The EIA issued its weekly report regarding the natural gas market in the U.S. for the week ending on January 14th:
Natural gas spot price fell during that week, also consumption and natural gas storage declined, while the temperatures fell below normal average. Here are the highlights of the report along with my input:
Natural gas spot price (Henry Hub): the weekly average fell last week compare to its previous week by 1% reaching an average price of 4.46 USD/MMBTU a fall of 4 cents per MMBTU.
This decline in price is mostly attributed to the decline in consumption as will be presented herein.
Despite the cold weather (see below) there was a decline in natural gas consumption: on January 13th the consumption was at 107.4 Billion cubic feet – a peek in demand which then followed by a decline in demand as the week continued; Consumption remained below 90 Bcf during last week.
The weather in the US was colder than the season normal weather for the week ending on January 13th: the average U.S. temperatures were slightly colder than normal with a weekly average of 28.3 degrees – 4.7 degrees below normal, and 6.4 degrees below the pervious week.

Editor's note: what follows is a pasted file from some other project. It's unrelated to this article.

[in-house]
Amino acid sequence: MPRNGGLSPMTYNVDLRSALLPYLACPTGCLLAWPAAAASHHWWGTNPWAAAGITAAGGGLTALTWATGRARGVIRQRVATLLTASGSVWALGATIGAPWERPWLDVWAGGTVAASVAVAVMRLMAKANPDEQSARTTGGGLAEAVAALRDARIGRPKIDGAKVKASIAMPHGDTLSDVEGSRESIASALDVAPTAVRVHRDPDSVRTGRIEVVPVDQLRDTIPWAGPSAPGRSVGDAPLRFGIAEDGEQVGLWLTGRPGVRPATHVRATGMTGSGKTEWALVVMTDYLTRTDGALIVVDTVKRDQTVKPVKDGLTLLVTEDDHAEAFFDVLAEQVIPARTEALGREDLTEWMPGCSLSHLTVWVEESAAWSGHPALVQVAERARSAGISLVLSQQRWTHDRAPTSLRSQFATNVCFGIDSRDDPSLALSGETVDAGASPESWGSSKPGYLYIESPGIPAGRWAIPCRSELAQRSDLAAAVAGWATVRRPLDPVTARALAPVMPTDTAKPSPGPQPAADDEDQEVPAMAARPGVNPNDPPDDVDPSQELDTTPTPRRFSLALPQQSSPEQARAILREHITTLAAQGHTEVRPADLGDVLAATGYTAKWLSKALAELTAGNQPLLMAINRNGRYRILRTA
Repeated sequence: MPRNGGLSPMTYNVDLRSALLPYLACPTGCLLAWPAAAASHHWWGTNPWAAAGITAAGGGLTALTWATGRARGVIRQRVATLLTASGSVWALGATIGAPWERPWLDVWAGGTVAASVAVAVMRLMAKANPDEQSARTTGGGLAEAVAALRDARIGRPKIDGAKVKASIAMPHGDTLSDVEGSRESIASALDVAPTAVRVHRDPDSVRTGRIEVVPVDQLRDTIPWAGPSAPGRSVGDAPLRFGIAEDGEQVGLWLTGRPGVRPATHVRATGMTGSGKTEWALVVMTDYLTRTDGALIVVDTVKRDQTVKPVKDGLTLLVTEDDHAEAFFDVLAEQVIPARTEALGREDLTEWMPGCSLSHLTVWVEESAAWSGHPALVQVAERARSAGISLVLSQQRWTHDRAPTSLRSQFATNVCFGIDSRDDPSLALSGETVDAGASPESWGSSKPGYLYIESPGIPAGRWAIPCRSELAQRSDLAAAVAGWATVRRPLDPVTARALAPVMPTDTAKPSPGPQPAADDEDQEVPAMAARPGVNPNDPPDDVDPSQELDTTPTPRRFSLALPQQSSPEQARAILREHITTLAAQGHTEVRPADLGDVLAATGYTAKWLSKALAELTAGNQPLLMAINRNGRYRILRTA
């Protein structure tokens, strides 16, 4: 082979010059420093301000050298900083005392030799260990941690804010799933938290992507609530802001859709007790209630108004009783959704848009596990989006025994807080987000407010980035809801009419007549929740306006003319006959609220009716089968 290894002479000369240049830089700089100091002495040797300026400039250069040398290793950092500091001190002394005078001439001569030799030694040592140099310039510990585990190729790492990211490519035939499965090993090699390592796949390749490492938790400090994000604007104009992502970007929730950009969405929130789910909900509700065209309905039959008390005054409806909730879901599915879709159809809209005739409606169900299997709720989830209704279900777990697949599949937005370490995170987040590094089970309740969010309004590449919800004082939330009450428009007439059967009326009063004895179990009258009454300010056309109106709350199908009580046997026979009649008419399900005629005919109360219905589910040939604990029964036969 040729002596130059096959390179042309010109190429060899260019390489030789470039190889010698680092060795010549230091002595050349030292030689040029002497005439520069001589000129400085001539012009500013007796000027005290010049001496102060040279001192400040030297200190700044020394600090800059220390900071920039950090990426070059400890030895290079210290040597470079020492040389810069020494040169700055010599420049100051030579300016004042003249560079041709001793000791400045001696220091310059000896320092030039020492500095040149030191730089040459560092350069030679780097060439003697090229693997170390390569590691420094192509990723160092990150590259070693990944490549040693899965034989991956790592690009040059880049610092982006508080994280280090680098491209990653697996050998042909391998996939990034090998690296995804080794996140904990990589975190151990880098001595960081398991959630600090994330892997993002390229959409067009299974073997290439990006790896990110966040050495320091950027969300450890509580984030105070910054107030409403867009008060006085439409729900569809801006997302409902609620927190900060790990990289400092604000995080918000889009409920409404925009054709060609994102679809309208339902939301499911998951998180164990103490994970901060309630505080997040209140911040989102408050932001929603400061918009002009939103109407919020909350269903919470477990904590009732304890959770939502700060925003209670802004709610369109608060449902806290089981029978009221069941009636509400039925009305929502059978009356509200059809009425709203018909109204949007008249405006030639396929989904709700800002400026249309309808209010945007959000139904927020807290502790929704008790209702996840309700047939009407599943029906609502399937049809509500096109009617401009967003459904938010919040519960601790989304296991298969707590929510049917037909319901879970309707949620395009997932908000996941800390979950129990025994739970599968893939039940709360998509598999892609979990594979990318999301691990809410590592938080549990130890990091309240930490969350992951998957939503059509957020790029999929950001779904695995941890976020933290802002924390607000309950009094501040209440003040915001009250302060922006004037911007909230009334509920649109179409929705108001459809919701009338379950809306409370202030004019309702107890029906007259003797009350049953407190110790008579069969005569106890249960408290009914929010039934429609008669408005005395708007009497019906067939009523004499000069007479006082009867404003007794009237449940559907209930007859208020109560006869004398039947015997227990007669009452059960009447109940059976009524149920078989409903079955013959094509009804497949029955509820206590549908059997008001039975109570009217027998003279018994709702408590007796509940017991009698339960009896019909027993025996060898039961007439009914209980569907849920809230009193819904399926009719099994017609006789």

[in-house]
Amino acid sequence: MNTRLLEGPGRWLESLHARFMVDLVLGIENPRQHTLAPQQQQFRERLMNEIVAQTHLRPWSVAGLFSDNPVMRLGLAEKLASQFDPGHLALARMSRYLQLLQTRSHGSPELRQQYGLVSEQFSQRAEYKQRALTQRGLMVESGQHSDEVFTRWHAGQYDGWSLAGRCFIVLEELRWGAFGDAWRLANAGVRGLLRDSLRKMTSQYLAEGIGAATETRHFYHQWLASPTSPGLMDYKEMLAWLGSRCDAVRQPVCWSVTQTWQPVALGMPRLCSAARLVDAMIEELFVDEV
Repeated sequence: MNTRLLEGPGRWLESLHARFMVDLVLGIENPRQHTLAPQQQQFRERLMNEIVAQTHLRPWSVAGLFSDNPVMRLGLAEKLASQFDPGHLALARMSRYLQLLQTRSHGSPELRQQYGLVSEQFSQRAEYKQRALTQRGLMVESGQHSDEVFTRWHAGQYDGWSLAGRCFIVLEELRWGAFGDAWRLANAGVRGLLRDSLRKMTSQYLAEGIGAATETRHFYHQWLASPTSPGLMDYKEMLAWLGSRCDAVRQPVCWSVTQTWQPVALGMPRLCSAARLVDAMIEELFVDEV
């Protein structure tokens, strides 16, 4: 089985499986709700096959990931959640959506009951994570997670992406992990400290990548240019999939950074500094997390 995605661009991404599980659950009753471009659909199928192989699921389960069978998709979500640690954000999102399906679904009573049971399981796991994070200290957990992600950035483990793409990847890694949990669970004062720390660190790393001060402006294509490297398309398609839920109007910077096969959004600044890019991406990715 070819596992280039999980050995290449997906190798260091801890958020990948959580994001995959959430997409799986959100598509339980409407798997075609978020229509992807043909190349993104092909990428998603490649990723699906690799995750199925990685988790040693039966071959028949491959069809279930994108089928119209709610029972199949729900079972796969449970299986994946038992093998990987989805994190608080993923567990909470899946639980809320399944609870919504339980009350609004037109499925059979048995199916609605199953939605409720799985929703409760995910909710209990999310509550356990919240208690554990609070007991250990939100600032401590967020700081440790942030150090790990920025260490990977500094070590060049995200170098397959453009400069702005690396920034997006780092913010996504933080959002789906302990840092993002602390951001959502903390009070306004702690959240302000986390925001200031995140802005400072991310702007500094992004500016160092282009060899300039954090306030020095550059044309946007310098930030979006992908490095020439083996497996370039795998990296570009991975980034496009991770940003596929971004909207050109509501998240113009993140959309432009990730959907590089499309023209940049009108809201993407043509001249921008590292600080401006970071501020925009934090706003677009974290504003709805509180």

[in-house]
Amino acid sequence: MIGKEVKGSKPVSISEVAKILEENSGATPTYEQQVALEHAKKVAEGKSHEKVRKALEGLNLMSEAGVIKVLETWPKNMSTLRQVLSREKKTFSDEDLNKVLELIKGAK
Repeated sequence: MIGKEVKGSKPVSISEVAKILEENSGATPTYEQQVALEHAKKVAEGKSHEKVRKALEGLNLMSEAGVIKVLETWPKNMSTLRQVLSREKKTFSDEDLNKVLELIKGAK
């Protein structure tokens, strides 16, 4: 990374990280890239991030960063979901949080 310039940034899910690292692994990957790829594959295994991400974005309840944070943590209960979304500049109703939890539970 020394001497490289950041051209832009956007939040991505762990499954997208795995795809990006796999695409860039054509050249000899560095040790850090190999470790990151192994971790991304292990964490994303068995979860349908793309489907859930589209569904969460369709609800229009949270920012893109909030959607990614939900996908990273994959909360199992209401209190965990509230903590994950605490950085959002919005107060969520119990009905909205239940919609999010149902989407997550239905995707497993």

These opposite directions in which consumption falls (along with prices) while the average temperatures were lower than normal, could be because the extreme cold weather was during a single day (as suggested above) and the following days were relatively hotter so people used less heating gas in those days as they got used to the cold weather (variation of the law of relativity…).
Natural gas Storage
In my last review about U.S. natural gas storage, there was a drop of 4.5% in underground natural gas storage (Billion Cubic Feet); according to the recent report figures for the week of 14th of January presented a much higher decline of 8.2%, which is a decline of over 243 billion cubic feet. This withdrawal of natural gas is the sixth highest since 2002, and according to the EIA, is higher than the five year average of 133 BcF.
A suggested reason for the rapid decrease in storage as consumption didn’t rise much could be due to the supply side:
Production didn’t rise in the passing week and the import of Canadian gas declined by 4% compare to previous week. These two factors could explain the sharp fall in storage despite the decline in consumption.
That being said, the working gas storage is still higher by 78 Bcf than last year’s level or the five-year average. The natural gas storage reached a total of 2,716 billion cubic feet for all lower 48 states, which is higher by 109 billion cubic feet for a similar time in 2010.
Finally, consider that there was a decline of 12 natural gas rigs to 902 on January 14th – the lowest level since February 2010.
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